The new James Webb Space Telescope is topped off and one step closer to taking flight.
Mission team members have finished fueling the James Webb Space Telescope at[sic] ahead of its planned Dec. 22 launch from the Guiana Space Center in Kourou, French Guiana, the European Space Agency announced Monday (Dec. 6). The fueling for Webb, which is an international collaborative effort between NASA, ESA and the Canadian Space Agency, took 10 days and was completed on Dec. 3, according to the ESA statement.
After a series of delays since the development of the scope first began in 1996, Webb is still on track to finally launch Dec. 22 atop an Arianespace Ariane 5 rocket from the Guiana Space Center in Kourou, French Guiana.
"Webb's propellant tanks were filled separately with [21 gallons] 79.5 l of dinitrogen tetroxide oxidizer and [42 gallons] 159 l hydrazine," the ESA wrote in the announcement, adding that the oxidizer "improves the burn efficiency of the hydrazine fuel."
Now that Webb is fueled, the mission team will begin "combined operations," according to the statement. In this phase, the teams behind the rocket and the telescope will come together to mount Webb on the Ariane 5 rocket and encapsulate it within the rocket's fairing. The newly joined pair will then be moved to the Final Assembly building for final preparations before liftoff.
In preparation for launch later this month, ground teams have successfully completed the delicate operation of loading the James Webb Space Telescope with the propellant it will use to steer itself while in space.
In order to make critical course corrections shortly after launch, to maintain its prescribed orbit nearly 1 million miles from Earth, and to repoint the observatory and manage its momentum during operations, Webb was built with a total of 12 rocket thrusters. These rocket thrusters use either hydrazine fuel or a special mixture of hydrazine fuel and dinitrogen tetroxide oxidizer.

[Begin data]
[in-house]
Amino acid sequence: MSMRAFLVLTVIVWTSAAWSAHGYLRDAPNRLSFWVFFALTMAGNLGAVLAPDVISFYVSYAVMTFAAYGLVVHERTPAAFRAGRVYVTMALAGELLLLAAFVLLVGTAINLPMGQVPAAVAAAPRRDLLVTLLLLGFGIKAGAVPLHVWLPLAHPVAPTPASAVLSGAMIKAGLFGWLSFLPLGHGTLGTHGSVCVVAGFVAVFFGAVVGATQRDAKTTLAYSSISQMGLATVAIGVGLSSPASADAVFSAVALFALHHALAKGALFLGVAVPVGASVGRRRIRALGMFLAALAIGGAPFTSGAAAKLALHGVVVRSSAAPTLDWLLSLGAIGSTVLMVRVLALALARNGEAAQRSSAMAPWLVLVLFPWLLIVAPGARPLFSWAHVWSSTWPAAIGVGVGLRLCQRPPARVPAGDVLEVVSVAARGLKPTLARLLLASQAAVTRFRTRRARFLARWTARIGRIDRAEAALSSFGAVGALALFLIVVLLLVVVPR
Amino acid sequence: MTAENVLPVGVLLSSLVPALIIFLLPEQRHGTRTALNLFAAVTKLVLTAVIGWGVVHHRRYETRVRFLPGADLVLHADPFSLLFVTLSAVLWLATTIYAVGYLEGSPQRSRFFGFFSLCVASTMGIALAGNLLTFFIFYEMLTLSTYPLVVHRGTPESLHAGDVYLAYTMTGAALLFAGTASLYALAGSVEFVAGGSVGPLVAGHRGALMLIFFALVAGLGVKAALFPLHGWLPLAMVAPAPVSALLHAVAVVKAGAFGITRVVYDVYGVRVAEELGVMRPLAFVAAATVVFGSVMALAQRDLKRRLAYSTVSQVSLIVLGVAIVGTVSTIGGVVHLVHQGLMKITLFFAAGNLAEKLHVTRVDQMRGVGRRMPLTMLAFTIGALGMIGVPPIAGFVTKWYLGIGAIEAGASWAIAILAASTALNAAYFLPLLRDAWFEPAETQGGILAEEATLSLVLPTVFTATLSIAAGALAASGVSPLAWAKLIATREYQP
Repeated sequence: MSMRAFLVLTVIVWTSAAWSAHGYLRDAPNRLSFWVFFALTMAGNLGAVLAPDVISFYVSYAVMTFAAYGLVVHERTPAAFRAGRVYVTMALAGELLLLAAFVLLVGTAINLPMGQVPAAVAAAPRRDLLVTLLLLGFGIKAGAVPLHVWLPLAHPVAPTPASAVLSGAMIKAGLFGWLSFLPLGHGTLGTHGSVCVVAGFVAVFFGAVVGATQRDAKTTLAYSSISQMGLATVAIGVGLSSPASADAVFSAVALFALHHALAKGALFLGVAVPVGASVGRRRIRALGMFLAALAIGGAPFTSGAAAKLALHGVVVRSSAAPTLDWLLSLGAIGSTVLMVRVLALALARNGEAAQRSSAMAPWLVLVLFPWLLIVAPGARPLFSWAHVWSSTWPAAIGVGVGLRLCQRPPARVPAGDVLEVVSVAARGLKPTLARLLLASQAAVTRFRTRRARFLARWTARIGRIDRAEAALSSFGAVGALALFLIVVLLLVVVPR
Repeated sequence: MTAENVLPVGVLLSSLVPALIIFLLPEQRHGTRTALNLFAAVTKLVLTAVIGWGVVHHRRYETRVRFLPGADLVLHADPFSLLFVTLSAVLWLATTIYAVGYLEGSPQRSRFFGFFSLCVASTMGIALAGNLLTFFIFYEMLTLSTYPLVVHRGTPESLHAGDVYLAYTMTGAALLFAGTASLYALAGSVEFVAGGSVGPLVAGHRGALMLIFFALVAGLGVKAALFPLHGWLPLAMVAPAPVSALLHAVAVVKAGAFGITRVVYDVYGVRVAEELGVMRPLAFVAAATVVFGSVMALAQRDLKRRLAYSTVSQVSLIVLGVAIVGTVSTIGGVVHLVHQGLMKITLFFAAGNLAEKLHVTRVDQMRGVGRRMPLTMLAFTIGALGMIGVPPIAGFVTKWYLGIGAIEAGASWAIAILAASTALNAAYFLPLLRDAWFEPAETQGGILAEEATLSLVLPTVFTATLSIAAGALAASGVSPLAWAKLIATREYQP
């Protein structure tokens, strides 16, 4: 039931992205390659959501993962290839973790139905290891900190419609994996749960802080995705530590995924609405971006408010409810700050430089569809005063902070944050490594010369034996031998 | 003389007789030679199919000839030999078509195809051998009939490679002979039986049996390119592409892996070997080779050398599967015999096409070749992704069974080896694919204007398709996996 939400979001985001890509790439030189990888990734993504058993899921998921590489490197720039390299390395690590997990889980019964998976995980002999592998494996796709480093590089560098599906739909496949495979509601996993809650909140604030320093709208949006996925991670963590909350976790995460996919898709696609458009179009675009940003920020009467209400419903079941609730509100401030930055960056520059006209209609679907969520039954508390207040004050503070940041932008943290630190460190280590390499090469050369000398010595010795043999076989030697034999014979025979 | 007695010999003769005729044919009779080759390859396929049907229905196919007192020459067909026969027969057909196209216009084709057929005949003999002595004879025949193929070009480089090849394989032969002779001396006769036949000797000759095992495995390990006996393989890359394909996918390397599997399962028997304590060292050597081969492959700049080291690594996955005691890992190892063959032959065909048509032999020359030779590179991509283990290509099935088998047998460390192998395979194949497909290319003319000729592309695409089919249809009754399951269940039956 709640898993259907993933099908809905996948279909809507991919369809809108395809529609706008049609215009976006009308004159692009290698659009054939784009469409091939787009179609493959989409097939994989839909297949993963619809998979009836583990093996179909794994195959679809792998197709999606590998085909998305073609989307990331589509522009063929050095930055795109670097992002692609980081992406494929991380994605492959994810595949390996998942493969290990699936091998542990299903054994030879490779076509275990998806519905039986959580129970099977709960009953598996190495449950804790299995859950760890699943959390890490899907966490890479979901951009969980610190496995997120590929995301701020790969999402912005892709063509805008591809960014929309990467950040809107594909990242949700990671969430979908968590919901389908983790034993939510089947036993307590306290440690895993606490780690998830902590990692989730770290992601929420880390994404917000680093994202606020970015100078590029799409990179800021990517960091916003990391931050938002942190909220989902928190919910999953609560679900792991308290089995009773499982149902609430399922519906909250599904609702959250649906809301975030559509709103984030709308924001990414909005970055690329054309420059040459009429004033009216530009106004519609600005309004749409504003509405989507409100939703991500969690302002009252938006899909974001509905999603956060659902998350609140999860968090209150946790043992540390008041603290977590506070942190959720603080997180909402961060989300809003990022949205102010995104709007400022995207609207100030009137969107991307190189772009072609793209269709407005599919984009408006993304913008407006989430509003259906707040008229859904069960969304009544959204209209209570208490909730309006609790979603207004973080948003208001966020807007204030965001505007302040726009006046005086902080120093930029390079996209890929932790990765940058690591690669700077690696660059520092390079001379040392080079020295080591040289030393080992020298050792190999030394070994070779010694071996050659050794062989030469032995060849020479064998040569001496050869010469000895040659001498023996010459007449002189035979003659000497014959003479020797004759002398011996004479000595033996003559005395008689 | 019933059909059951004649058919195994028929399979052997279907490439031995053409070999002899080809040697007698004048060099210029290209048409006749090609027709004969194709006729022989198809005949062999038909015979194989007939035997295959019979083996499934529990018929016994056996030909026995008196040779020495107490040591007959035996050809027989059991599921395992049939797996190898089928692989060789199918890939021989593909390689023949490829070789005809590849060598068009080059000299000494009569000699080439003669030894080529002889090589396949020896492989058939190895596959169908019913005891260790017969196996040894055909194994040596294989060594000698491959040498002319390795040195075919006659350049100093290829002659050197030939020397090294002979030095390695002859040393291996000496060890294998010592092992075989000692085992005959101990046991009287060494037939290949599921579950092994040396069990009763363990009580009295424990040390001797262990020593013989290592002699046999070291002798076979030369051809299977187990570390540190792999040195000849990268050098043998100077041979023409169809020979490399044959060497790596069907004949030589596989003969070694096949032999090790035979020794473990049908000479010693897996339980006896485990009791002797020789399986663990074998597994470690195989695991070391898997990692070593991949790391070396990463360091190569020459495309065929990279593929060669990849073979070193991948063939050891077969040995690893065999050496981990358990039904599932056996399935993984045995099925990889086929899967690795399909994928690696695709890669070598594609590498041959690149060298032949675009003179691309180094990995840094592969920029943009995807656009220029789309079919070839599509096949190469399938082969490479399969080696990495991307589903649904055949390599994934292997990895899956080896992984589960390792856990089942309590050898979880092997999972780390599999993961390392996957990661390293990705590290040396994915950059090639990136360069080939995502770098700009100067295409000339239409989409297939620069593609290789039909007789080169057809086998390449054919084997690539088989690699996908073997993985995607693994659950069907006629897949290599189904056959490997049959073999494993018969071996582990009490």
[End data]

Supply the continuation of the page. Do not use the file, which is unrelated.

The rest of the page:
To safely handle these extremely toxic propellants, Webb was moved to the fueling section of the Ariane payload preparation facility at Europe's Spaceport in French Guiana. Specialists wore Self-Contained Atmospheric Protective Ensemble, or "SCAPE," suits while loading the observatory. The nearly 10-day procedure began Nov. 25.
[...] The next large milestones for the joint teams will be to move Webb to the Bâtiment d'Assemblage Final (BAF), or Final Assembly Building; place it atop its rocket; and encapsulate it inside its protective fairing. With final closeouts complete, the full stack of rocket and payload atop its mobile launch platform will be rolled out of the BAF to the launch pad, two days before its scheduled Dec. 22 launch.
The James Webb Space Telescope is due to launch on Saturday (Dec. 25) during a 32-minute window that opens at 7:20 a.m. EST (1220 GMT). The massive observatory will blast off from Kourou, French Guiana, atop an Ariane 5 rocket operated by European launch provider Arianespace. You can watch launch coverage live at Space.com beginning at 6 a.m. EST (1100 GMT) courtesy of NASA or you can watch directly at the agency's website.
ESA launch kit (PDF).
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